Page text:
Through a Jungian Lens

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Sovereignty of the Superior Function

with 2 comments

I left today’s photo in a larger presentation in order to capture the fullness of the scene and person.  I took this at People’s Square, in front of the city hall.  This man is one of a large group of gardeners that ensures that People’s Square reflects well on the city and its leadership.  Looking at this man and knowing his occupation, I would guess that perhaps of all the four functions of thinking, feeling, intuition and sensation; perhaps sensation is the dominant function.  Of course, that is simply a conjecture on my part based on too little evidence.

As could be deduced from the content of my last two posts, intuition is by far, the dominant of superior function for me.  Of course that makes sensation the weakest of all four functions.  In second place is the feeling function with thinking not a distant third function.  As I think about it, it isn’t too surprising to me that the irrational function  of intuition is strongest and that the rational function of feeling is a close second.  Somehow, for each of us, we find that the four functions line up from strongest to weakest and that is as it should be.  If all four functions are equally present, then it is unlikely that there is any consciousness at all.  By that, I don’t mean that we won’t use all four functions – any conscious person will use all four and not necessarily in the order of their “strength” position within us at different times for different tasks and situations.  For example, when trying to do my taxes, I will engage heavily in thinking.  Wandering around a new “place” I revert back to my strength, intuition.  Of course, Jung says it best:

“This absolute sovereignty always belongs, empirically, to one function alone, and can belong only to one function, because the equally independent intervention of another function would necessarily produce a different orientation which, partially at least, would contradict the first.  But since it is a vital condition for the conscious process of adaptation always to have clear and unambiguous aims, the presence of a second function of equal power is naturally ruled out.  This other function, therefore, can have only a secondary importance.”  (Jung, CW 6, par 667)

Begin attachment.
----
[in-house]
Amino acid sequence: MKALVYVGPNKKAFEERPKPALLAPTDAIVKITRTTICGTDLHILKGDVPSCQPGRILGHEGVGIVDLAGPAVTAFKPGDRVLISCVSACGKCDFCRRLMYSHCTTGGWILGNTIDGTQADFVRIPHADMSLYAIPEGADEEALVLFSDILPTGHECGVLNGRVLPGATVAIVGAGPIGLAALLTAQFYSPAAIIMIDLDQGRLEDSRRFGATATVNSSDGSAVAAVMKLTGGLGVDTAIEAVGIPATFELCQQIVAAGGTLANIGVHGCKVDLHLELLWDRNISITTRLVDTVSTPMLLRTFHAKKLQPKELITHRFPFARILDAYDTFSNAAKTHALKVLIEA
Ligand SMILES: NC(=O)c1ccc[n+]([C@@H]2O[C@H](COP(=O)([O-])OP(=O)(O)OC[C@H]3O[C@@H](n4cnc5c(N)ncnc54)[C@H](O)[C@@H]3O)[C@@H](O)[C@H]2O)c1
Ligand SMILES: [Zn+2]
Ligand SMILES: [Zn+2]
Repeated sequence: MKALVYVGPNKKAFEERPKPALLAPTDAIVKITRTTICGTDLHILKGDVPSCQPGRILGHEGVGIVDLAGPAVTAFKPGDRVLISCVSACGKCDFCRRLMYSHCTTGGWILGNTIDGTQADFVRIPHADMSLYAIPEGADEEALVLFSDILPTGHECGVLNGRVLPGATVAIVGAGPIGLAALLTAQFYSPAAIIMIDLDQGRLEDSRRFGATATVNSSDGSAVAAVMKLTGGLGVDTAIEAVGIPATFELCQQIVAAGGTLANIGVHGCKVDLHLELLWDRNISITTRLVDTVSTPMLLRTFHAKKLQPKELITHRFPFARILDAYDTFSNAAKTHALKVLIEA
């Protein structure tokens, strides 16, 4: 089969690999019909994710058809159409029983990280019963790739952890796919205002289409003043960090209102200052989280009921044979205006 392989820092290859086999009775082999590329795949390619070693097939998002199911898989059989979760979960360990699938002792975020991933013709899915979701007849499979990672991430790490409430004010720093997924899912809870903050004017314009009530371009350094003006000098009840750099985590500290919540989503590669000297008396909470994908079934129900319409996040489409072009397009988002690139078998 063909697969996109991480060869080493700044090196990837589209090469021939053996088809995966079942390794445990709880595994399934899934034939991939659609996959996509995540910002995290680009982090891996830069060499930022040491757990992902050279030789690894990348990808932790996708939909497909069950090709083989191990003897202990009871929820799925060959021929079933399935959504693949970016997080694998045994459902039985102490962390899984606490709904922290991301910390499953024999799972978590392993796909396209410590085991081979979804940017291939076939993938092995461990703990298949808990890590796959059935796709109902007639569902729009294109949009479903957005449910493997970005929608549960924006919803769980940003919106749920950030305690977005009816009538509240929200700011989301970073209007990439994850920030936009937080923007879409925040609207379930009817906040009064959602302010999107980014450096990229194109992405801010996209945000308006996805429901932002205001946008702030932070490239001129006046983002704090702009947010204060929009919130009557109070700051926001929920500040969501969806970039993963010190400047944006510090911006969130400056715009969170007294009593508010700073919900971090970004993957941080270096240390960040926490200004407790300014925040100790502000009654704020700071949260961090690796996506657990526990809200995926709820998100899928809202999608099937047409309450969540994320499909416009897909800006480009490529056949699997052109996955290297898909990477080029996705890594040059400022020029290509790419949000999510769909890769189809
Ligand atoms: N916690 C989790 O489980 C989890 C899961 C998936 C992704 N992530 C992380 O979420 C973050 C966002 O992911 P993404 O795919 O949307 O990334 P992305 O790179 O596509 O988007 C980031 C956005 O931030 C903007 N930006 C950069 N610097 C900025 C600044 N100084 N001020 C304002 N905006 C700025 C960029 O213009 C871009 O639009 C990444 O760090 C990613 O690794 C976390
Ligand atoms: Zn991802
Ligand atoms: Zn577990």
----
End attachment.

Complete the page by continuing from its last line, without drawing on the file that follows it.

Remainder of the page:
I’ll have more to say on this idea in the next post.

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2 Responses

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  1. my curious function (one which seems too insignificant in jung’s pantheon to warrent its own station) wonders why so many of your pictures prior to your arrival in china are of plants/animals/insects and since your arrival, it is the people that seem to capture you most? are there not enough people in canada where you live? or are they not as interesting for you?
    do the folks there in china mind having their pictures taken?
    in the “west” so many “ideas” are split into series of 4 – like the jungian functions or the classic earth, air, fire, water…
    i know that in china the split is often in 5’s… perhaps the curious function (or some other of mischievous nature) will manifest!
    i have really been enjoying the photographs… thank you.

    sproutingcrow

    September 8, 2010 at 8:15 pm

    • Curious? Hmmmnnn? Can one think curiously? Can one approach the objective world through the senses with curiousity? Can one curiously explore the world of subjectivity via the feeling function? Of course, curiousity is not limited to one function. It is a possibility in all functions. That being the case, it doesn’t stand alone as a function. Still, I wonder if their are other functions that would enable us to know ourselves better as well as others. Thanks 🙂

      Robert G. Longpré

      September 9, 2010 at 1:28 pm


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